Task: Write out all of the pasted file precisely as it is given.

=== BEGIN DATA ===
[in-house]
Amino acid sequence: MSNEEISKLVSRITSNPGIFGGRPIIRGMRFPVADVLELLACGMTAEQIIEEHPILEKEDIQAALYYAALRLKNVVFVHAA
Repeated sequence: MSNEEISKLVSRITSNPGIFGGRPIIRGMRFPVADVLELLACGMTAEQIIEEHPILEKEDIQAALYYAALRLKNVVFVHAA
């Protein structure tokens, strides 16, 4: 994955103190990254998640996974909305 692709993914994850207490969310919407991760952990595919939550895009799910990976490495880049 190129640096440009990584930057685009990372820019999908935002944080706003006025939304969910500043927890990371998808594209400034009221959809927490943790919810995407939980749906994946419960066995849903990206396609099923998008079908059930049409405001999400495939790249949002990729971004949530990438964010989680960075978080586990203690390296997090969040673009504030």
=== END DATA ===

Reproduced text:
[in-house]
Amino acid sequence: MSNEEISKLVSRITSNPGIFGGRPIIRGMRFPVADVLELLACGMTAEQIIEEHPILEKEDIQAALYYAALRLKNVVFVHAA
Repeated sequence: MSNEEISKLVSRITSNPGIFGGRPIIRGMRFPVADVLELLACGMTAEQIIEEHPILEKEDIQAALYYAALRLKNVVFVHAA
């Protein structure tokens, strides 16, 4: 994955103190990254998640996974909305 692709993914994850207490969310919407991760952990595919939550895009799910990976490495880049 190129640096440009990584930057685009990372820019999908935002944080706003006025939304969910500043927890990371998808594209400034009221959809927490943790919810995407939980749906994946419960066995849903990206396609099923998008079908059930049409405001999400495939790249949002990729971004949530990438964010989680960075978080586990203690390296997090969040673009504030």